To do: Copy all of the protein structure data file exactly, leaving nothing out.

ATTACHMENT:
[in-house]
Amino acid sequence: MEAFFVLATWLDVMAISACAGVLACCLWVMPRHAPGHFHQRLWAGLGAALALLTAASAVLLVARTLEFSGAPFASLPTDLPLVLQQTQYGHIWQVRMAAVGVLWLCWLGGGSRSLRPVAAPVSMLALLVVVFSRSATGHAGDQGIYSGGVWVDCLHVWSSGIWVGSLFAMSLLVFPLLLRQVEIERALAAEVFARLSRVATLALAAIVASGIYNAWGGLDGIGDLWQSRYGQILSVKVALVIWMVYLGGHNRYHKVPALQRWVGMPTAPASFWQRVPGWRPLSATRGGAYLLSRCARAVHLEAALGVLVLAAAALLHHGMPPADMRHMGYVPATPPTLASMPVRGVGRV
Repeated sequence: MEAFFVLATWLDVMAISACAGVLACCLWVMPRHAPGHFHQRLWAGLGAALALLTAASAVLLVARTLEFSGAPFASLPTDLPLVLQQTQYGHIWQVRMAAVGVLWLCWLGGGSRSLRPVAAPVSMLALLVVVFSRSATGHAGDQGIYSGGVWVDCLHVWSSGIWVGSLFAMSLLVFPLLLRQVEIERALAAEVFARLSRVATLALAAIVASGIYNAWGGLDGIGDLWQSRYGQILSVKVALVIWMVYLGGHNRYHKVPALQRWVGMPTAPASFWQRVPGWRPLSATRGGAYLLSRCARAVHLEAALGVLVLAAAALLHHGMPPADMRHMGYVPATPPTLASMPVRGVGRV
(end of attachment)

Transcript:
[in-house]
Amino acid sequence: MEAFFVLATWLDVMAISACAGVLACCLWVMPRHAPGHFHQRLWAGLGAALALLTAASAVLLVARTLEFSGAPFASLPTDLPLVLQQTQYGHIWQVRMAAVGVLWLCWLGGGSRSLRPVAAPVSMLALLVVVFSRSATGHAGDQGIYSGGVWVDCLHVWSSGIWVGSLFAMSLLVFPLLLRQVEIERALAAEVFARLSRVATLALAAIVASGIYNAWGGLDGIGDLWQSRYGQILSVKVALVIWMVYLGGHNRYHKVPALQRWVGMPTAPASFWQRVPGWRPLSATRGGAYLLSRCARAVHLEAALGVLVLAAAALLHHGMPPADMRHMGYVPATPPTLASMPVRGVGRV
Repeated sequence: MEAFFVLATWLDVMAISACAGVLACCLWVMPRHAPGHFHQRLWAGLGAALALLTAASAVLLVARTLEFSGAPFASLPTDLPLVLQQTQYGHIWQVRMAAVGVLWLCWLGGGSRSLRPVAAPVSMLALLVVVFSRSATGHAGDQGIYSGGVWVDCLHVWSSGIWVGSLFAMSLLVFPLLLRQVEIERALAAEVFARLSRVATLALAAIVASGIYNAWGGLDGIGDLWQSRYGQILSVKVALVIWMVYLGGHNRYHKVPALQRWVGMPTAPASFWQRVPGWRPLSATRGGAYLLSRCARAVHLEAALGVLVLAAAALLHHGMPPADMRHMGYVPATPPTLASMPVRGVGRV